4. After draining the tomatoes of their juice, put in a large bowl. Add the spring onion or scallions and herbs.
4. Sprinkle the bulgur all over. Season with the cinnamon, allspice and pepper. Add salt to taste.
5. Add the lemon juice and olive oil and mix well. Taste and adjust the seasonings (you may need more) if necessary.
6. Serve immediately. (I ate this salad for 3 days. Of course, “immediately” is the best.)
Over the holidays we enjoyed the company of 9-10 Wood Ducks at Stephen & Melissa’s pond. They are among the most stunningly beautiful of all waterfowl. They are also very secretive and skittish. We kept a low profile so they would hang around. They did. Two males and one female (L).
MAPLE SYRUP and MUSTARD BRUSSELS SPROUTS by DORIE GREENSPAN, EVERYDAY DORIE
Everyone has a brussels sprouts story. This is mine.
When we moved to Aspen from Des Moines in 1988, we bought a house that wasn’t grand but situated on lovely property abutting Red Butte Mountain and surrounded by 40-some evergreen trees. Along with moving too many belongings, we also packed up our shovels, pitchforks and Iowa gardening skills.
BAY LEAF POUND CAKE with COINTREAU GLAZE by DAVID LEBOVITZ, MY PARIS KITCHEN, PERFECT TREAT for VOLUNTEER WORKERS on ELECTION DAY.
Understatement: Mother Nature looks askance at cocky Iowa farmers who tilled their luscious black soil at 955’ and believe that still works with a 4-month growing season at 9000’ altitude. We immediately planted Burpee’s Big Boy tomatoes, harvesting only one which was rock hard and barely red. Michael, a bit frugal, calculated that Big Boy cost $37.35.
ON ELECTION DAY I COULD BE MOST HELPFUL TO MY FRIEND, DONNA GRAUER, an EAGLE COUNTY PRECINCT COMMITTEE PERSON, by BEING the CHIEF COOK and BOTTLE WASHER as SHE COORDINATED HER DAY’S ACTIVITIES. (No one left hungry.) THE VEGETARIAN SQUASH LENTIL CHILI from the KITCHN WAS DELICIOUS. A LINK TO THE RECIPE IS BELOW.
Eventually we struck a bargain with Colorado’s High Country climate and grew leafy greens and nightshade vegetables. A friend shared her hardy rhubarb roots which yielded a never-ending supply of tangy stalks. My son-in-law loved strawberry/rhubarb pie. Every year I tried to curry favor by hand-delivering one to him in California. However, we were most successful with starchy, tuberous New Potatoes, hosting tater parties every fall.
THIS PAST WEEKEND I MADE A RACK of LAMB, A PERFECT COMPLIMENT TO DORIE’S BRUSSELS SPROUTS.
We rejoiced in our Hits and lamented Misses. One year I spotted brussels sprouts plantings at the local nursery and purchased six. The plants, neither pretty nor luscious, are statuesque. Throughout the summer I lost five but daily monitored the one stalk standing. Its edible buds, mini-cabbages, grew from nubs to walnut-sized nuggets. One evening I decided it was “time,” and excitedly announced to my husband that ‘5 brussels sprouts would be on the menu for tomorrow’s dinner.’
Brussels Sprouts Plant, Cedar Circle Farms
The next morning I walked outside to reap the harvest. The stalk was still standing minus the edible nubs. I cannot over-emphasize my total shock and dismay, taking a double- and triple-take. Apparently a wily deer had been stalking my stalk. He quietly crept into our yard and nibbled the motherlode to extinction!
ON ELECTION DAY WHEN I WAS WORKING IN THE KITCHEN AT DONNA’S, A HERD OF MULE DEER STOPPED BY.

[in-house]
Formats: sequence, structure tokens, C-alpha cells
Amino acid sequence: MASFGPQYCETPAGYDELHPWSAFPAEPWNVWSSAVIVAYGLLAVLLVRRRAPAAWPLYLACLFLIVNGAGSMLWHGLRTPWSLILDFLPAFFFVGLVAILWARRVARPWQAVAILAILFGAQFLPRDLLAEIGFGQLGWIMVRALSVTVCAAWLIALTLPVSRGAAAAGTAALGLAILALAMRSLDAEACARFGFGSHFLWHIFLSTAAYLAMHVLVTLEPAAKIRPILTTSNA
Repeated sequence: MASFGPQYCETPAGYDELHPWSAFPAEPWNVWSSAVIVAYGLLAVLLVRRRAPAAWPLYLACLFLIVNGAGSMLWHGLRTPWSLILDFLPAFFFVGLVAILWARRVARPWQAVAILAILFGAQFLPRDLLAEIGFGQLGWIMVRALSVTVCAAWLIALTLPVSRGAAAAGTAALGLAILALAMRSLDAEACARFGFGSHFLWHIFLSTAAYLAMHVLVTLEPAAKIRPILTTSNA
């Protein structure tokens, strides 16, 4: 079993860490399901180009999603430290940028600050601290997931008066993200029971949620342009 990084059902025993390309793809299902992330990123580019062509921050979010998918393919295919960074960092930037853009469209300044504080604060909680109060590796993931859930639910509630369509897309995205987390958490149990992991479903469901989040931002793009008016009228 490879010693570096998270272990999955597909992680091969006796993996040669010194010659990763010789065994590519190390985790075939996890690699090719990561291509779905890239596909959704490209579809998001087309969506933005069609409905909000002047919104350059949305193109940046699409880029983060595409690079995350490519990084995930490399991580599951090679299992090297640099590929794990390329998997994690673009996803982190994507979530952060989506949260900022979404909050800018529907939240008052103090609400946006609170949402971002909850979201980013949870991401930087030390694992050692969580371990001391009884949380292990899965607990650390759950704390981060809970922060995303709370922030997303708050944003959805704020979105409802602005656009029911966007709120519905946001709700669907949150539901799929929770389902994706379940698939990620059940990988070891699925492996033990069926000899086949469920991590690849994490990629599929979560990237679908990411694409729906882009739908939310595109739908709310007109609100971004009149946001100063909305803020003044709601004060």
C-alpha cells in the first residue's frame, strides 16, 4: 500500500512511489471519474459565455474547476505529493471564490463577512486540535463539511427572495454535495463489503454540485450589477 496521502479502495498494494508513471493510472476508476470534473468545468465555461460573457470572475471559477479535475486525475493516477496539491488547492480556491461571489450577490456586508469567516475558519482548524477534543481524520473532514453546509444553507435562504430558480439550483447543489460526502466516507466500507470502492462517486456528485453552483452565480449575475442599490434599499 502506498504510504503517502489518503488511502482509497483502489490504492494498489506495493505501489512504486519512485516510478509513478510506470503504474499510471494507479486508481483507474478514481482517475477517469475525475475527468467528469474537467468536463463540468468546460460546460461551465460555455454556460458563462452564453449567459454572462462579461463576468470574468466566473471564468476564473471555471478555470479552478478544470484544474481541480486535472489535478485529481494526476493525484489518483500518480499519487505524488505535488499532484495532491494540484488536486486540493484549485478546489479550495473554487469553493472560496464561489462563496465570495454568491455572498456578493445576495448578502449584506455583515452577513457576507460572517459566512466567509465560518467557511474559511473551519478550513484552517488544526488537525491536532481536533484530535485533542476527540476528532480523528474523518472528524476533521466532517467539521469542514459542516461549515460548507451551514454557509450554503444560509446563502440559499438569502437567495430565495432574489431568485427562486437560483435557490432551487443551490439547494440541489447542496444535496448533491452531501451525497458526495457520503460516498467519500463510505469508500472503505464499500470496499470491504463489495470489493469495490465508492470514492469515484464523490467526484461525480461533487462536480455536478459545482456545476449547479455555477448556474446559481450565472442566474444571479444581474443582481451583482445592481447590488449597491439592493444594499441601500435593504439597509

It was spaghetti night at Little Annie’s restaurant. That’s where I licked my wounds, along with a super-sized margarita. I never again planted brussels sprouts.
A LAST SUPPER with FRIENDS BEFORE I CLOSED DOWN MY KITCHEN FOR THE WINTER. THEIR HAIR ORNAMENTS ARE MY NAPKIN RINGS!
Next week I’m very, very excited about traveling to Grand Rapids. You heard right, Grand Rapids. Michigan.
PRESIDENTIAL LIBRARY WRAP-UP
EVERY TIME I VISIT A PRESIDENTIAL LIBRARY I GET MY PASSPORT BOOKLET STAMPED.
In 1962, the summer I graduated from high school, Herbert Hoover’s Presidential Library opened in nearby West Branch, Iowa. Enjoying an ongoing love affair with history I visited the library before heading to college at Florida State. During that visit I vowed to visit every single Presidential Library administered by the National Archives (there were four).
PRESIDENT FRANKLIN D. ROOSEVELT, HYDE PARK, NEW YORK.
Next Friday, 56 years later, I will realize that goal by visiting President Ford’s (there are now 13). Five years ago I decided ‘if not now, when.’It has been a fantastic journey of learning, made even richer by the friends who encouraged, supported and traveled with me.
Leaving Aspen for the Winter. Next stop: Grand Rapids.
COULD THIS BE A DESCENDANT OF MY BRUSSELS SPROUTS NOSHING- MULE DEER?
My Newest Gougères, our first recipe choice from Dorie Greenspan’s new cookbook. Served for lunch (yeah) with Butternut Squash Soup topped with toasted coconut shreds.
Who doesn’t keep some kernels of wisdom tucked into their hip pocket to pull out when needed. For me, my pocket runneth over with pithy tips. Here are just two:
1. PEOPLE LIKE TO BE THANKED. (My mother) While growing up, I knew whenever someone gave me a gift, a thank you note was to follow and I was going to write it. That has trickled down through three generations. My teenage granddaughters have yet to persuade their mother that e-mails count.
My parents, generous to a fault, were simply teaching me gratitude and appreciation. Ingrained in my DNA is knowledge my father, a kid of the Great Depression, got to college because of a baseball scholarship. He had no money, an athlete’s appetite and was kept fed only through the generosity of a local Catholic family who lived near campus. He never forgot that nor do I.
Dorie Greenspan’s newest cookbook, Everyday Dorie, the Way I Cook
2. After giving the keynote address at a Seattle food blogging convention and being asked the secret of her success, she replied, “I AlWAYS SAY YES.” (Dorie Greenspan)
Several years ago I was sitting in the audience with many of my French Fridays with Dorie blogging colleagues when Dorie answered this question. It was a shocker for me because I had always believed there was great value and discipline in being able to say, “No.”